Suboxone Treatment Requirements: Suboxone Therapy Patient Responsibilities

Buprenorphine/naloxone (Suboxone) has risks and advantages, just like any other medicine. Both the provider and the patient are responsible for ensuring that Suboxone is used appropriately and successfully. Patients, on the other hand, have a number of crucial responsibilities:

12/23/20224 min read

Buprenorphine/naloxone (Suboxone) has risks and advantages, just like any other medicine. Both the provider and the patient are responsible for ensuring that Suboxone is used appropriately and successfully. Patients, on the other hand, have a number of crucial responsibilities:
1. Follow your doctor's instructions for taking your medication.

The patient's first responsibility is to take the dose as prescribed and agreed upon by them and their healthcare professional. There are various reasons for this: lowering the dose implies the patient may not achieve therapeutic levels and may continue to have cravings or withdrawal symptoms. Taking too high a dose too soon can cause GI distress, nausea, and vomiting, among other things. You can always change your dose if you think it's too high or too low! The most essential thing is to keep in touch with your doctor so you may safely alter your medication dosage together.

2. Keep track of all of your booked appointments.

If you don't show up for your treatment, your provider won't be able to help you! Furthermore, missing visits might result in missed prescription refills, therapy gaps, and relapse. If you need to cancel an appointment, make sure you have a plan in place to contact your physician and reschedule or find another way to acquire your meds.

3. Make sure you follow your clinic's drug-screening policies when it comes to urine drug testing.

Urine drug screening is required by all clinics that dispense buprenorphine/naloxone (Suboxone). These drug tests look for two things: 1) that the patient's body contains the Suboxone metabolite, and 2) that the patient's body contains no other drug products. Finally, the testing is for the patient's benefit; it ensures that Suboxone is not mixed with other pharmaceuticals that could be hazardous when used with Suboxone. It also ensures that Suboxone is present in the body of the patient.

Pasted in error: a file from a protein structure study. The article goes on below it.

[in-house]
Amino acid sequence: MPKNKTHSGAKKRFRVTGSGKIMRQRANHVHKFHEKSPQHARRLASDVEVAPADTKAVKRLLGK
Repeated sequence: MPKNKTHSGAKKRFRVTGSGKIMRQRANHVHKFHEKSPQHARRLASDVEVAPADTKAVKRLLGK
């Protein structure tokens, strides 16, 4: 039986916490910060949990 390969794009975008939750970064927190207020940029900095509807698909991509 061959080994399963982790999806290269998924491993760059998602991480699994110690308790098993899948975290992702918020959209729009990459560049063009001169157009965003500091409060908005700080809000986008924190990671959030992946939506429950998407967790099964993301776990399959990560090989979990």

4. Make a firm commitment to your treatment!
It can take some time for your body to adjust to buprenorphine/naloxone (Suboxone). Be patient, trust the process, and follow your doctor's Suboxone instructions to the letter.
Who Is Suboxone Treatment Appropriate For?

If you have an opioid or opiates addiction (such as oxycodone/Percocet, hydrocodone/Vicodin, hydromorphone/Dilaudid, methadone, heroin, or fentanyl), buprenorphine/naloxone (Suboxone) may be a good drug to help you avoid cravings, withdrawals, and overdose. Suboxone is also safe to use when pregnant.

Patients must be at least 16 years old and meet the following DSM-5 criteria for opioid use disorder (OUD) as determined by a full medical assessment:

  • Your provider will evaluate your eligibility for Suboxone during this initial exam by assessing your opioid use history and current usage, your opioid withdrawal symptoms, and your prior experience with OUD therapies.

  • Because Suboxone is susceptible to diversion and abuse, doctors will analyze a patient's level of stability, the security of his or her living circumstances, and other factors that may affect the patient's capacity to manage take-home medicine supplies.